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RE: dissection of search latency
Fascinating. Assuming that both backends were built using the same version
of Berkeley DB, I'd guess the slowdown in back-bdb is due to transaction
management. Except, the search code is not transaction-protected, so it's
hard to say what the real issue is. I believe in both cases Berkeley DB is
used with the Btree access method, so again the difference in size and
access times is rather odd.
Out of curiosity, how much RAM was available on the system during these
tests? I'll assume that swapping activity was zero at all times?
When the back-bdb database was built, were all of the log files committed
and then removed? I'm not sure it has any relevance to runtime performance,
but obviously it consumes disk space. (I don't recall if ext2fs cares, but
Berkeley Fast Filesystem performance always degraded if the usage went above
A couple of the times are actually slower in the warm case, and it may not
just be a measurement anomaly since it appears for both backends. I wonder
why that is.
-- Howard Chu
Chief Architect, Symas Corp. Director, Highland Sun
Symas: Premier OpenSource Development and Support
> -----Original Message-----
> From: owner-openldap-devel@OpenLDAP.org
> [mailto:owner-openldap-devel@OpenLDAP.org]On Behalf Of Jonghyuk Choi
> Sent: Wednesday, November 14, 2001 1:55 PM
> To: openldap-devel@OpenLDAP.org
> Subject: dissection of search latency
> Below is a dissection of search latency.
> - Test Environment
> directory data : 10011 entries (from DirectoryMark dbgen tool)
> cache size : 10011 entries
> dbcache size : 200MB
> no indexing
> single search for an entry using the filter 'cn=Audy Flansburg'
> (s = seconds, m = milliseconds, u = microseconds)
> * cold run : all data from disk, warm run : all data from entry cache
> - Latency Dissection Result
> 1. back-ldbm
> cold run warm run
> ASN.1 decoding 130u 179u
> base entry retrieval 12u 20u
> candidate selection 127m882u 598u
> idl loop control 6m623u 6m057u
> lock, time check 7m557u 7m293u
> entry retrieval 2s400m668u 26m405u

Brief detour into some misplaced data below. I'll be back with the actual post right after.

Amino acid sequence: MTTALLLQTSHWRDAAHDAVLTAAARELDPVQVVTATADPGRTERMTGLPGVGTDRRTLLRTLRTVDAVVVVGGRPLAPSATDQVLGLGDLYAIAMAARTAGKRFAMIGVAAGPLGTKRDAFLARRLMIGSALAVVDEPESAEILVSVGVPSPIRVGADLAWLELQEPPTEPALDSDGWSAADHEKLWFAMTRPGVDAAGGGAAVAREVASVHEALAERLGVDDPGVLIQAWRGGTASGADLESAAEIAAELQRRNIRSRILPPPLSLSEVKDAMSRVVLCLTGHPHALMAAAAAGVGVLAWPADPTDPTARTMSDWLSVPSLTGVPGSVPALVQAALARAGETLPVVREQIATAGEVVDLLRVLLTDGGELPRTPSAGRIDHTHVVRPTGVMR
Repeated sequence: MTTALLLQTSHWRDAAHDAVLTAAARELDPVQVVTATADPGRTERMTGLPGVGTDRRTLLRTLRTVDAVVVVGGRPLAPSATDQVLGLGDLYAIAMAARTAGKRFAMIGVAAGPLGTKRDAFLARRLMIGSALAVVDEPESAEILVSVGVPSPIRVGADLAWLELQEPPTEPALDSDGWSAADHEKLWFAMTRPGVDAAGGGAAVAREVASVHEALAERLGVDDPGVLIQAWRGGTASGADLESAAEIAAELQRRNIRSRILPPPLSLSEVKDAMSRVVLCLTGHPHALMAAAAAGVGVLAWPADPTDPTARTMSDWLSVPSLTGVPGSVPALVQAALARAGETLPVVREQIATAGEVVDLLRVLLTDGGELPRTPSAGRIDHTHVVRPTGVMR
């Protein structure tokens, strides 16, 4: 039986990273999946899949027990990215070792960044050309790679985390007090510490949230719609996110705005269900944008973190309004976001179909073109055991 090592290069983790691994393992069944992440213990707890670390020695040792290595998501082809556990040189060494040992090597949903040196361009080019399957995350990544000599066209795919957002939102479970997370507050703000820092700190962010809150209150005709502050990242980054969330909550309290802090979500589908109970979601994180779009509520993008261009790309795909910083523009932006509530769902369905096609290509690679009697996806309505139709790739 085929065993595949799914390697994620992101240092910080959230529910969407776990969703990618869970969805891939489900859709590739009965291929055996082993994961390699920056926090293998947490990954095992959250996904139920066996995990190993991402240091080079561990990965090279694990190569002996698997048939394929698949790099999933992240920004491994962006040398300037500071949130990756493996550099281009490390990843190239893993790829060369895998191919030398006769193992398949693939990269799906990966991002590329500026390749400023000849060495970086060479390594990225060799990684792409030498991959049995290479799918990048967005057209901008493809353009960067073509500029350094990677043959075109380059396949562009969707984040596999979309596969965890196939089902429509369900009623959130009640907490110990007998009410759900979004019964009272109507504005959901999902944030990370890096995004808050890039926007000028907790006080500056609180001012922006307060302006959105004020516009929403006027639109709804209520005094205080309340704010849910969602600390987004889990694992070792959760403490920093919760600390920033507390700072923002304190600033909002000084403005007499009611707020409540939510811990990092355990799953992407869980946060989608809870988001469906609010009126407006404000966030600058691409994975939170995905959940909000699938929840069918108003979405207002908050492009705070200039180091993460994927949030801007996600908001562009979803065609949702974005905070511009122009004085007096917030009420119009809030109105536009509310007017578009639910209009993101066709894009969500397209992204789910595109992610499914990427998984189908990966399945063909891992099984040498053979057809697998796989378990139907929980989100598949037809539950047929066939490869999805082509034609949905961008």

> cache_find_entry_id 12m644u
> ldbm_cache_open 80m335u
> ldbm_cache_fetch 1s167m728u
> str2entry 945m619u
> cache_add_entry 106m888u
> cache_entry_commit 5m749u
> misc 81m705u
> test filter 417m209u 415m602u
> entry transmission 1m651u 1m570u
> status transmission 5m249u 5m354u
> total 2s966m981u 463m078u
> 2. back-bdb
> cold run warm run
> ASN.1 decoding 128u 168u
> base entry retrieval 128u 115u
> candidate selection 12u 11u
> idl loop control 6m301u 6m341u
> lock, time check 7m890u 7m901u
> entry retrieval 4s697m678u 606m488u
> db->get 4s544m708u
> entry_decode 136m032u
> misc 81m705u
> test filter 418m095u 418m163u
> entry transmission 1m626u 1m634u
> status transmission 8m995u 5m169u
> total 5s140m853u 1s045m990u
> - Preliminary Analysis
> >From the above data, back-ldbm runs four times faster in the
> warm run than
> in the cold run, because of entry caching and BDB buffer pages.
> back-bdb also runs four times faster in the warm run than in the cold run.
> Even though back-bdb does ont have entry caches with it, the page cache of
> Linux seems to prevent costly I/O operations in the warm run.
> The base entry retrieval latency of back-ldbm is significantly lower than
> that of back-bdb because the search base is already cached by the previous
> bind operation. There is no such effect in back-bdb, simply
> because there's
> entry cache in back-bdb.
> The entry caching of back-ldbm proved extremely effective. There's no I/O
> overhead in back-ldbm once all entries are cached and the cache hit is
> almost 100 times faster than disk access. Thus, it may be desirable
> to have efficient entry caching in back-bdb as well, even though
> further investigation should be necessary.
> Howard's recent entry_decode routine of back-bdb also proved very
> entry_decode is almost seven times faster than str2entry of back-ldbm.
> entry_decode can improve search performance in case of cache miss and
> entry_encode seems to be able to improve update performance even with
> the corresponding entry cache entrie present in memory,
> because slapd updates both the in-memory cache entry and disk database
> upon updating directories.
> For back-ldbm warm runs, test_filter latency turns out to be 89.7% of the
> latency and becomes possible bottleneck. If test_filter's performance is
> further, the cached search performance will be significantly improved.
> The latency of db->get of back-bdb is four times higher than that of
> of back-ldbm and the size of back-bdb directory file (id2entry)
> is as twice
> as large
> as that of back-bdb.
> I'll appreciate if anyone explain this difference.
> Suggestions and comments for further evaluation directions are more than
> - Jong
> Jong Hyuk Choi
> IBM Thomas J. Watson Research Center
> Enterprise Linux Group
> Phone 914-945-3979
> Fax 914-945-4425